Complete this assignment. One of the most basic uses of a spreadsheet is as a table editor. The skills emphasized here are those of writing and reading a table of information, skills which are also important text literacy skills. Learning computer technology can create its own anxieties; better to not add them to math anxiety when first learning spreadsheets. All content areas can and should teach the reading and creation of tables. Along the way the other content areas are helping to establish basic knowledge about the Cartesian coordinate system or plane, an important mathematic concept. This assignment introduces the navigation and structure of spreadsheets and data entry without requiring any mathematical calculation, functions or formulas.
Use such skills to create a comparison spreadsheet of your own related to your own unit plan project theme(s). A comparison spreadsheet is simply one in which two or more things are compared, based on a few factors or subheadings. This requires entering comparison data in rows and columns. The data for this example exercise for a social studies activity comes from a useful Internet link available in the CROP site: the CIA Factbook. Find your own source(s) of information appropriate to the themes established on your unit plan of instruction. Use authentic information and cite your source in the spreadsheet.
Use a Web browser to view these example Movie Explanations of
the assignment. The videoclips are examples of procedures, not the exact
procedures that need to be followed for this assignment. You of course are welcome to practice by creating a spreadsheet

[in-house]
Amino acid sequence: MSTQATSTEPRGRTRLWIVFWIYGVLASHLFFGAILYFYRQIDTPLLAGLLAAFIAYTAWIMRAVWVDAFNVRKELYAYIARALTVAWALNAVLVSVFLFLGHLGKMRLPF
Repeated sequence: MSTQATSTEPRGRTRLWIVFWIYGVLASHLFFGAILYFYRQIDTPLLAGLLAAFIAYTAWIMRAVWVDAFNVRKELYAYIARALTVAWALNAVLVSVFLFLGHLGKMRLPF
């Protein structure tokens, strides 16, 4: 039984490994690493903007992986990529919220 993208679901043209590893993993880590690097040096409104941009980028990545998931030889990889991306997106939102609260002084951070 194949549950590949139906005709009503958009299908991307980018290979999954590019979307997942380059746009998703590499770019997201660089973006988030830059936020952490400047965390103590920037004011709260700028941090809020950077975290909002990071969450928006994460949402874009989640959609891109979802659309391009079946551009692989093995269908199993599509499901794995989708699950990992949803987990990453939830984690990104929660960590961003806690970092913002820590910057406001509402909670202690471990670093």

just like the one in the videoclips. However, the CROP pages continue to
be updated since the videoclips were created. The CIA Factbook link shown in the videoclip is no longer in its prior location but can still be
But the important step is to think through how to make your own comparison spreadsheet, not just copy the example. Use the procedural knowledge of the above two videoclips to make just such a comparative spreadsheet related to your curriculum project. Search the web to find your own accurate and current sources of information. That is, focus on your own topic and create your own spreadsheet that is related to the theme of your curriculum project. Think of different columns and rows of information that will stimulate comparisons; type in actual data. Save this file to your disk in the normal spreadsheet format. Save this file into your Web folder, not the spreadsheet folder.
Next, prepare your table to be a web page. Current spreadsheets have a way to automatically turn a spreadsheet into a web page table. Open this spreadsheet in Excel if you have not already done so and save it to your disk as an HTML file. Also save this file to your web folder, not your spreadsheet folder. In later versions of Excel, click File in the menu bar, find Save As Web Page or Save As HTML file and select it to create the web page. Now this file can be linked from appropriate places in your web site. In older versions of Excel, these special commands do not appear directly under the File menu. Instead, click Save As, and then from the pulldown marker there for selecting other file formats, select the HTML or Web format. There will be other spreadsheet applications that can also save a spreadsheet as a web page.
New, Feb 24, 5 pm. There is a slight complication if you have the latest version of Excel, 2007. In working with a problem web link this afternoon, I discovered that the 2007 version is creating a folder by the same name as the file that also must be uploaded to your web site in order for the link to work. So, if the file is comparison.xls and it is saved as a web page it will become comparison.htm with a folder titled comparison_files. Link to the .htm file but upload both .htm file and the folder.